EPO an exciting neuroprotective hormone that needs another look. #MSBlog #MSResearch
“This is a small proof-of-concept study looking at whether or not RRMSers do better from a relapse when erythropoeitin, or EPO, is given in combination with a steroid compared to a steroid in combination with a placebo. The study used both subjective and objective (MRI) outcomes. This study was positive despite the small numbers and hence will need to be confirmed. This study also builds on a body of literature that shows that EPO is neuroprotective. For example, we have reported on an optic neuritis trial showing similar results.”
“EPO is an interesting hormone; it is produced by the kidney and has diverse effects on the body. Its main function is to stimulate the bone marrow to make red blood cells, but it also acts on other tissues of the body as a growth factor and the brain to protect neurons from dying. Interestingly, its effects seem to be mediated via two different types of receptors hence it may be possible to dissociate the blood forming effects from the neuroprotective effects by designing different types of EPO mimicking drugs. In fact, there are many companies trying to do just this at present. The one downside that needs to be avoided with EPO-mimics is neutralizing antibodies or NABs to EPO. If the EPO mimic induces the immune system to make antibodies to natural EPO, the NABs will cross-react with your own EPO and stop it from working. NABs to EPO cause a condition called pure red cell aplasia; essentially the NABs prevents EPO from telling your bone marrow to make red blood cells. In fact this is exactly what happened a decade or so ago when EPO came off patent and several biosimilar EPO formulations (generic equivalents) were launched. One particular biosimilar caused an epidemic of pure red cell aplasia. This event resulted in the regulatory agencies formulating very strict rules for generic biosimilars; manufacturers now have to show that they are safe and don’t induce NABs. All this costs money hence biological, or protein-based, biosimilars don’t bring down the price of the drugs very much; i.e. in the order of 30% compared to 90% with small molecule drugs. This is why there is a stampede by Big Pharma to get into biologicals; bigger profits, a longer shelf-life and less competition from biosimilars. You should not be surprised that most of the top selling drugs worldwide are now biological therapies.”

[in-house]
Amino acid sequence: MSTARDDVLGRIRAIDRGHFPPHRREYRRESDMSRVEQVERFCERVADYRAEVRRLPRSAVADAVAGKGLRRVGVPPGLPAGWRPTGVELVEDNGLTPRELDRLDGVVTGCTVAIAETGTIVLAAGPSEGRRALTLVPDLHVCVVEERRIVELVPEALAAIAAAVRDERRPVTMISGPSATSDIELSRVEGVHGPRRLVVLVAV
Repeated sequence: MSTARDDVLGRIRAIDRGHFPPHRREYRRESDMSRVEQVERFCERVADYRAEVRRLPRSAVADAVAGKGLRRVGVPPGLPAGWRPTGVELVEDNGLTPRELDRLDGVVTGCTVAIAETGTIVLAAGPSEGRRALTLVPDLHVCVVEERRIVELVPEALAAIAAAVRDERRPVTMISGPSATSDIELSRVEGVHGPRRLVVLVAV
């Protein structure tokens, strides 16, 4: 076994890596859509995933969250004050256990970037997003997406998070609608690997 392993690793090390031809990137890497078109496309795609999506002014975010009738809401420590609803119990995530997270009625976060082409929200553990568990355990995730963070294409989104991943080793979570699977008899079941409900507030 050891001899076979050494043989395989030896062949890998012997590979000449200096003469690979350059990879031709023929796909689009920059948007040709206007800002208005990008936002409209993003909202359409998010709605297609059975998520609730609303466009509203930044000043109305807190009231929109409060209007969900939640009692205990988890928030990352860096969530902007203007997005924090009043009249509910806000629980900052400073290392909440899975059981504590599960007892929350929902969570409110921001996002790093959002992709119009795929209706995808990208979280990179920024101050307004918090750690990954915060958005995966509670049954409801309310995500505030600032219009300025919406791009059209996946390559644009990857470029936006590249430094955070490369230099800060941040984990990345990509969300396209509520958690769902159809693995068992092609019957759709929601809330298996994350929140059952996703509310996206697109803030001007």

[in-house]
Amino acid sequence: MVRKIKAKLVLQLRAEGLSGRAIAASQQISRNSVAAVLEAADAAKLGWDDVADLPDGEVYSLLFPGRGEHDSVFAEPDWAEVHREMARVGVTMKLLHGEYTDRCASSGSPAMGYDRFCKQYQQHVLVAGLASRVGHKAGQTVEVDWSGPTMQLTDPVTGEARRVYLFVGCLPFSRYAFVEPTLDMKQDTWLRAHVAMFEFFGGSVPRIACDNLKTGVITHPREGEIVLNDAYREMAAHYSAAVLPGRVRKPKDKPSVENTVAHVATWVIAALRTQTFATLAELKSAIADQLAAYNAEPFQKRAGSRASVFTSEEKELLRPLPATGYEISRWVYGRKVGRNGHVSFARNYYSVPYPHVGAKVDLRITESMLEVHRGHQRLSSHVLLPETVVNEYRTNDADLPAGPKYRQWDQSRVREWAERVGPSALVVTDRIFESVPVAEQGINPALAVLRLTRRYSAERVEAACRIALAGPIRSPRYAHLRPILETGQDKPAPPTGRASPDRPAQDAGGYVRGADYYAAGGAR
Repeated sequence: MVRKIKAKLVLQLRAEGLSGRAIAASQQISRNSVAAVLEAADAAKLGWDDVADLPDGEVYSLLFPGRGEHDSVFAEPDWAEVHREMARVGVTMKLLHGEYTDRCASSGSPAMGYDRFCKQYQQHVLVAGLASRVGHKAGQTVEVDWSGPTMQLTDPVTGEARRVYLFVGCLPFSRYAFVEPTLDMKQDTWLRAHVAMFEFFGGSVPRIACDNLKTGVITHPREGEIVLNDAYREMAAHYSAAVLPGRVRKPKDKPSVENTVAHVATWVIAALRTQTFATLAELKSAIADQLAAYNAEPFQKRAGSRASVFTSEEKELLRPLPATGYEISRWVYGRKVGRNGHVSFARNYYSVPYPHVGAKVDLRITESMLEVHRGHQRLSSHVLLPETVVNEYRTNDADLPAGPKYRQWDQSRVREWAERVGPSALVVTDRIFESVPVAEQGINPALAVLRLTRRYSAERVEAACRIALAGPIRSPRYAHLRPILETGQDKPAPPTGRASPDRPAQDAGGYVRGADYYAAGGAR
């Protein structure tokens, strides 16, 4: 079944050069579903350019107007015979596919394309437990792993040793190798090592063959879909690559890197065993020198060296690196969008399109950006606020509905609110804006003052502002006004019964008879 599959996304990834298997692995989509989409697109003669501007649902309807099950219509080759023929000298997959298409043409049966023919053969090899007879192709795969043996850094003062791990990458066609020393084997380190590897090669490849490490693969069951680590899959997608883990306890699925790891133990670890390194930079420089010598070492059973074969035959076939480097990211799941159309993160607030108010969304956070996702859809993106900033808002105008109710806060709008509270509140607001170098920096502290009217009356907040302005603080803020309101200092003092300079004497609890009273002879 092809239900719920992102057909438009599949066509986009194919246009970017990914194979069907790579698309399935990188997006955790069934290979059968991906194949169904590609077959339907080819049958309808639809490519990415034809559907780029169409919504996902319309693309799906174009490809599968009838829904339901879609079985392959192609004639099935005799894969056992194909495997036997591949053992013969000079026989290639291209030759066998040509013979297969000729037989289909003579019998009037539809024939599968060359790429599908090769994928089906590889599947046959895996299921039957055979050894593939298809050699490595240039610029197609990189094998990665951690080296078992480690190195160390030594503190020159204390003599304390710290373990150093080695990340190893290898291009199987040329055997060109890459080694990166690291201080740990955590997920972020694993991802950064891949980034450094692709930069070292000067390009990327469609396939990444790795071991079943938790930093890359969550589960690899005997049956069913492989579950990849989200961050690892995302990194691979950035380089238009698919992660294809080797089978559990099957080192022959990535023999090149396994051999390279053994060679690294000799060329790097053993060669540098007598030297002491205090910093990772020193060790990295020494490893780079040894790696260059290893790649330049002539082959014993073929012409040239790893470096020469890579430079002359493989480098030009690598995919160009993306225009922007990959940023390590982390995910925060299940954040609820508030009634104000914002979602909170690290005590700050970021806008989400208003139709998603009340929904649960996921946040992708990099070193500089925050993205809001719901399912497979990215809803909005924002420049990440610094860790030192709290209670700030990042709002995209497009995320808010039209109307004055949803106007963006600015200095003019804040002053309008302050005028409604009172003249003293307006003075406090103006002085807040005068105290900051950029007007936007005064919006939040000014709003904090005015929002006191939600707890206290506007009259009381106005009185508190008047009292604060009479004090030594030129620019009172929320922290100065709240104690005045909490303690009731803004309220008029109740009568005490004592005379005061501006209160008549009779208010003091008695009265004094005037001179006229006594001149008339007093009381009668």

“The other downside of EPO is its growth promoting effects on other tissues. This results in a greater cancer risk in those on EPO. This may be a problem for the EPO mimics as well. Therefore any drug development programme mimicing EPO biology is going to have to look into the cancer risk very carefully. This is unchartered territory and may be the killer of the class. The potential cancer risk with cladribine is what killed cladribine.”
“I seem to rambling on. Overall this is a nice study and needs to be reproduced. I wonder who has the money and time to do it?”
“EPO was one of the compounds we looked at as part of our PROMISE 2010 programme. We were trying to develop a way of delivering EPO to the brain without exposing the rest of the body to its effects. Unfortunately, our test compound did not work in EAE in that EPO was delivered systemically. May be we should not have given up so quickly?”
Epub: Najmi Varzaneh et al. Efficacy of combination therapy with erythropoietin and methylprednisolone in clinical recovery of severe relapse in multiple sclerosis. Acta Neurol Belg. 2014 Mar.
Background: MS is a multifaceted disease in which genetic and environmental factors are involved. Although neurodegeneration aspect of MS has major influence in patients’ disability, none of the available treatments have been shown to obviously reduce neurodegeneration. Recently, the role of Erythropoietin (EPO) as a neuroprotective and anti-inflammatory agent has been attracted tremendous interest.
Aim & methods: In the present randomized double-blind pilot study, we combined EPO with methylprednisolone (MPred) in severe motor relapsing-remitting MSers to target both inflammatory and neurodegenerative aspects of disease. Twenty RR-MSers in relapse phase were randomized into two groups. The case group (10 MSers) received intravenous MPred (1,000 mg/24 h) and intravenous EPO (20,000 U/24 h) for five consecutive days, and the control group (10 MSers) received just MPred at the same dose as the case group, and a placebo. Both groups were followed for 3 months by ambulatory index (AI), Expanded Disability Status Scale (EDSS) and by magnetic resonance imaging (MRI) parameters.
Results: Improvement in maximal distance walking, reflected by reduction in AI and EDSS, was observed in EPO group after second month and continued after 3 months. Furthermore, MRI data analysis showed significant reduction in the number of T2WI lesions in EPO group without any significant change in contrast enhancing and black hole lesions. There was no major side effect in EPO group.
Conclusions: The results of this first therapeutic pilot trial in RR-MSers are promising, but need to be validated in larger trials.